Getting back to my aha moment with my therapist. The deeper we picked at various historical points of my timeline, she pieced together that I had been using my mean girl as a shield to protect my inner child, my vulnerability. That was something I protected at all costs because it’s a sign of ultimate weakness to show your belly to the enemy.

And yet in the situation I was working through with my therapist, I very soon realised my unresolved anger was the enemy. The therapist gave me some very specific homework.

The pattern that I am breaking down is the fear to be vulnerable or out of control

Fear is a funny thing, but not funny har har. It has subliminal power, in that it can activate your entire sympathetic nervous system (flight or fight) without conscious thought. You can be triggered by your senses to put you into that fear-based state.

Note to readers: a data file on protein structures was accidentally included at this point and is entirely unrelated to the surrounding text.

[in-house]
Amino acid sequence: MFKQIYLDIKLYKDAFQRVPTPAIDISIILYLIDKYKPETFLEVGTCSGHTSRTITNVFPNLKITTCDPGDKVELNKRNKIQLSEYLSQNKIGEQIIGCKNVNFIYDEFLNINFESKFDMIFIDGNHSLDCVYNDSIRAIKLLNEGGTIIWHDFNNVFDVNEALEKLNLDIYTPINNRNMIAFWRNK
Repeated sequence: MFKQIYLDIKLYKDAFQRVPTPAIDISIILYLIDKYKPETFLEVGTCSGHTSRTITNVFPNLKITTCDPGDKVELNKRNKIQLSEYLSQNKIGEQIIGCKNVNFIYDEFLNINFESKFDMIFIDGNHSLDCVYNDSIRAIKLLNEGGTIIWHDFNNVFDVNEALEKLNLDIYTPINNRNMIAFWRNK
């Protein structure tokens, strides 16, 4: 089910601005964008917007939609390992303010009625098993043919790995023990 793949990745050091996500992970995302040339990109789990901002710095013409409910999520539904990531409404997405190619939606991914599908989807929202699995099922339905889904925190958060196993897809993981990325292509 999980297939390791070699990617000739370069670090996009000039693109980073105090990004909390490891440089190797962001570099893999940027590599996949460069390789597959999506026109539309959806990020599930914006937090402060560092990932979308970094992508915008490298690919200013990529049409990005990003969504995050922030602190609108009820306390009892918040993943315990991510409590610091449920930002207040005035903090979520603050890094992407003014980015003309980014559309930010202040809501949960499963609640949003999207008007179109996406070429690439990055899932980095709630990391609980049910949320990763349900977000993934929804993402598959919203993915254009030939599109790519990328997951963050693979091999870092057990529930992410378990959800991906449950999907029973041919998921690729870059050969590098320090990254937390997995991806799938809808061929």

My homework was to communicate with my mean girl. I had to revoke her place from the head of the table. In fact, I decided I needed to ask her to leave the room altogether. 

Before mean girl left the building I did meditation. I used to breathe to ground myself. I slowed my breathing and gave myself permission to enter my heart space, where my intuition lies.

In my heart space, I imagined a beautiful safe room with two chairs. I gave my imagination permission to get creative. I pictured myself in one and invited my mean girl to sit in the other. 

It was this point that I had a gorgeous encounter with my mean girl. Instead of telling her to fuck off, I asked her why she was mean. She had good reasons and I simply sat and listened and allowed her sacred space to use her voice.